> submission, thus saving editorial staff a *lot* of time.

Most authors already get advance feedback, by circulating their papers
to experts for feedback before submitting them for publication.
Self-archiving will increase the scope of this presubmission feedback.
Again, you have it without any need for the system you propose.

Submission/refereeing/revision/re-refereeing/revision... is not aptly
glossed as "a dialogue between author and journal"...

> Review boards, could unilaterally decide to review an on-line paper,
> they would not have to wait for submitted papers. Thus there is no
> danger of authors being afraid of the process - they would have no
> choice but to get used to it!

This is a non sequitur, and based on an unrealistic idea about the
journeyman time available to editorial boards and referees,
particularly if they are ever faced with a Global Netful of unfiltered
drafts. Some authors might be happy with exhibitionism and taking
lumps; but the ones really at risk are the referees -- and the readers.

> The balance of work for reviewers is far from obvious.

Not obvious? Currently I review only what an expert editor asks me,
based on my expertise, to review, and with the understanding that the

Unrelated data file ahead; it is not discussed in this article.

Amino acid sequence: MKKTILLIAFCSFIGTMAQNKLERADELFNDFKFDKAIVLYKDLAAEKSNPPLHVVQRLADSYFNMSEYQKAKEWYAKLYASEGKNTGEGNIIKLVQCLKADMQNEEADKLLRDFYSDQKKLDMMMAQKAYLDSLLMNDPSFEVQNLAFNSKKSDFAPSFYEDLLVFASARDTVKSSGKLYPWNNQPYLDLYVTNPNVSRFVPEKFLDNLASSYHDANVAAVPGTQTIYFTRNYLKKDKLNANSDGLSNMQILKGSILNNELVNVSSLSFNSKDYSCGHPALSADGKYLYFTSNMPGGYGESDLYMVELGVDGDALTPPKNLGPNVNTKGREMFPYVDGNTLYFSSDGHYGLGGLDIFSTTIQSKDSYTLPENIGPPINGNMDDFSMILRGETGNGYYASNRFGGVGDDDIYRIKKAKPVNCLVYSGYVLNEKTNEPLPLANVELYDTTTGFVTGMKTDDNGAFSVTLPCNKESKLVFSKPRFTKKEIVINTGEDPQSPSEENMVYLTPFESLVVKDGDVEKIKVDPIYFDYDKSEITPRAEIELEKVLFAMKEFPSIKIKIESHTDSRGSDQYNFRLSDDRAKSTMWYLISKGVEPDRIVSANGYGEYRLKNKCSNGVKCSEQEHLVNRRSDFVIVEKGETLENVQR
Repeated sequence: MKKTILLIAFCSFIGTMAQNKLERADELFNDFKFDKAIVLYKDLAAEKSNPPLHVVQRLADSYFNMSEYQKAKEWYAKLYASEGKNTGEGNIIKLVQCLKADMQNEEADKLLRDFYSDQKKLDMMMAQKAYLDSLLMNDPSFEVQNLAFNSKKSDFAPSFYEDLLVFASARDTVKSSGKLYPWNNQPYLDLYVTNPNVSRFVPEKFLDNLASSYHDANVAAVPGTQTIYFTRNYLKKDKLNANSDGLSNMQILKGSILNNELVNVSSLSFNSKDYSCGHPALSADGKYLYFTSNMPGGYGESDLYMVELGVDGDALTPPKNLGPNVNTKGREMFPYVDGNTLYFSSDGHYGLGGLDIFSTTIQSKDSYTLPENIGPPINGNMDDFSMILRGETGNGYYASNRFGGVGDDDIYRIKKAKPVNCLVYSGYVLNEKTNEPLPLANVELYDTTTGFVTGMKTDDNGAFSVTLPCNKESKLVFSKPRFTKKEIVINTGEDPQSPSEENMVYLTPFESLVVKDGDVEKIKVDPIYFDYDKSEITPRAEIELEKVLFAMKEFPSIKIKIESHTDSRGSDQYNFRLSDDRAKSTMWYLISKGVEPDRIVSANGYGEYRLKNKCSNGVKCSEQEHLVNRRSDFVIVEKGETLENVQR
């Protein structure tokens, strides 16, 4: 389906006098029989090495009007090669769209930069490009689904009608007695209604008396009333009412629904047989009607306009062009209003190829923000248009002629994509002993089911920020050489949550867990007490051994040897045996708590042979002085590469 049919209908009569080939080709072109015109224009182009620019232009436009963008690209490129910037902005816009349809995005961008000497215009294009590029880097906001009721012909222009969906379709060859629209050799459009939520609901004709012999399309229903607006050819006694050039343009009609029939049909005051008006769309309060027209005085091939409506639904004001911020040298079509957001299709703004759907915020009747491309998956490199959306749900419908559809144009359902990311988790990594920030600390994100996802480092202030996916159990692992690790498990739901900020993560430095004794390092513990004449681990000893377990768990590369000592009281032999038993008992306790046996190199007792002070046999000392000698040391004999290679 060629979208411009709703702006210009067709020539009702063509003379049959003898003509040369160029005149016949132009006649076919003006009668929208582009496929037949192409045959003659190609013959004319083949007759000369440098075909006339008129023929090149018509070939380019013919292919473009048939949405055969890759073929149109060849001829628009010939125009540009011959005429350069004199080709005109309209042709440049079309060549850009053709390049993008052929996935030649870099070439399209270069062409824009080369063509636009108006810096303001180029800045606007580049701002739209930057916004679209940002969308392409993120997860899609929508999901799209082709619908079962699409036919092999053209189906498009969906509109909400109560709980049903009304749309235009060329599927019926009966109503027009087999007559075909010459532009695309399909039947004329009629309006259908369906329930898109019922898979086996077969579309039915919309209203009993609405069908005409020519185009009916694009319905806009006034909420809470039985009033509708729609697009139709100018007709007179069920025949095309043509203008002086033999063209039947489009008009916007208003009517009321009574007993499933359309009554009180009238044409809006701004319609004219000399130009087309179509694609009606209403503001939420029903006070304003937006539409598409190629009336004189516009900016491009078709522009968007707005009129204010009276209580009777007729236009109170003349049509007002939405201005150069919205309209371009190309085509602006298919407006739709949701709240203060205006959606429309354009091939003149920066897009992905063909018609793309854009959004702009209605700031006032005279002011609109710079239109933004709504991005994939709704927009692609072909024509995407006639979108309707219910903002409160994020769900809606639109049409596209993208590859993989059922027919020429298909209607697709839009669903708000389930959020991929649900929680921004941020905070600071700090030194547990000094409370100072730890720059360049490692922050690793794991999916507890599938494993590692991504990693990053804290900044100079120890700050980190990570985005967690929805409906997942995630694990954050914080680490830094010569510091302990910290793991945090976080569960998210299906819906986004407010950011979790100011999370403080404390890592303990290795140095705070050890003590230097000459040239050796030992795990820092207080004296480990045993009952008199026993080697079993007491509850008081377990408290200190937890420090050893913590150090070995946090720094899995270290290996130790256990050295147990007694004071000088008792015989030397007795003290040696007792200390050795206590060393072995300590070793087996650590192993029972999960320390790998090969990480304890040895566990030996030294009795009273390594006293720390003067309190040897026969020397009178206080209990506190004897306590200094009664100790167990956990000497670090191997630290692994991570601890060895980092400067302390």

author is answerable to the review process. Who would review what if
there were just a Netful of raw manuscripts waiting for all comers? And
what is the point of reviewing if there is no answerability beyond the
(temporary) public co-archiving of the reviews themselves, along with
the rest of the unfiltered drafts?

> Considerable
> time would be saved in mark-up and in the management of the review
> process.

Markup has nothing to do with the peer review process. Peer review
assesses and provides (binding) feedback about the quality of the
CONTENT of papers; markup is concerned with tagging FORM.

> On the other hand papers will be reviewed more than once by
> different boards - but this is an appropriate and vital academic
> activity, on a par with writing and reading.

Do not mix up published post-publication reviews (book reviews, formal
commentaries) with peer review. Peer review is a feedback process meant
to help shape the paper's contents to meet the quality criteria of a
particular journal within the quality hierarchy of journals. Multiple
review AFTER publication is nothing like multiple submission BEFORE